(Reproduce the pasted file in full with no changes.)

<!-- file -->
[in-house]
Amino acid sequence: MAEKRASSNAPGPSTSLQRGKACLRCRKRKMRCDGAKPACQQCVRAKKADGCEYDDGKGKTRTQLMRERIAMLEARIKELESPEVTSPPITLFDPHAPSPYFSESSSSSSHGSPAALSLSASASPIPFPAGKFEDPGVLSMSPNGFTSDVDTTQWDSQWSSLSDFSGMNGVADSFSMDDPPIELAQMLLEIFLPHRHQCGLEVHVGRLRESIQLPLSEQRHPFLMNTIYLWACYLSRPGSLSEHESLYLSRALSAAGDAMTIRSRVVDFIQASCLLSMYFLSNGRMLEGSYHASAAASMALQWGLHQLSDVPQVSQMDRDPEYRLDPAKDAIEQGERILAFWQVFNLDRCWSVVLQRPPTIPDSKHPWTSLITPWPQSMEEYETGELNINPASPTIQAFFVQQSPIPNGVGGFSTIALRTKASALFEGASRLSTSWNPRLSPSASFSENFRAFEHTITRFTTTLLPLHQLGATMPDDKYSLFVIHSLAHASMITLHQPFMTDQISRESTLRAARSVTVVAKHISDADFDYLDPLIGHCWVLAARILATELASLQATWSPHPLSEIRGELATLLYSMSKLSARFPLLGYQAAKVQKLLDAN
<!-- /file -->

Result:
[in-house]
Amino acid sequence: MAEKRASSNAPGPSTSLQRGKACLRCRKRKMRCDGAKPACQQCVRAKKADGCEYDDGKGKTRTQLMRERIAMLEARIKELESPEVTSPPITLFDPHAPSPYFSESSSSSSHGSPAALSLSASASPIPFPAGKFEDPGVLSMSPNGFTSDVDTTQWDSQWSSLSDFSGMNGVADSFSMDDPPIELAQMLLEIFLPHRHQCGLEVHVGRLRESIQLPLSEQRHPFLMNTIYLWACYLSRPGSLSEHESLYLSRALSAAGDAMTIRSRVVDFIQASCLLSMYFLSNGRMLEGSYHASAAASMALQWGLHQLSDVPQVSQMDRDPEYRLDPAKDAIEQGERILAFWQVFNLDRCWSVVLQRPPTIPDSKHPWTSLITPWPQSMEEYETGELNINPASPTIQAFFVQQSPIPNGVGGFSTIALRTKASALFEGASRLSTSWNPRLSPSASFSENFRAFEHTITRFTTTLLPLHQLGATMPDDKYSLFVIHSLAHASMITLHQPFMTDQISRESTLRAARSVTVVAKHISDADFDYLDPLIGHCWVLAARILATELASLQATWSPHPLSEIRGELATLLYSMSKLSARFPLLGYQAAKVQKLLDAN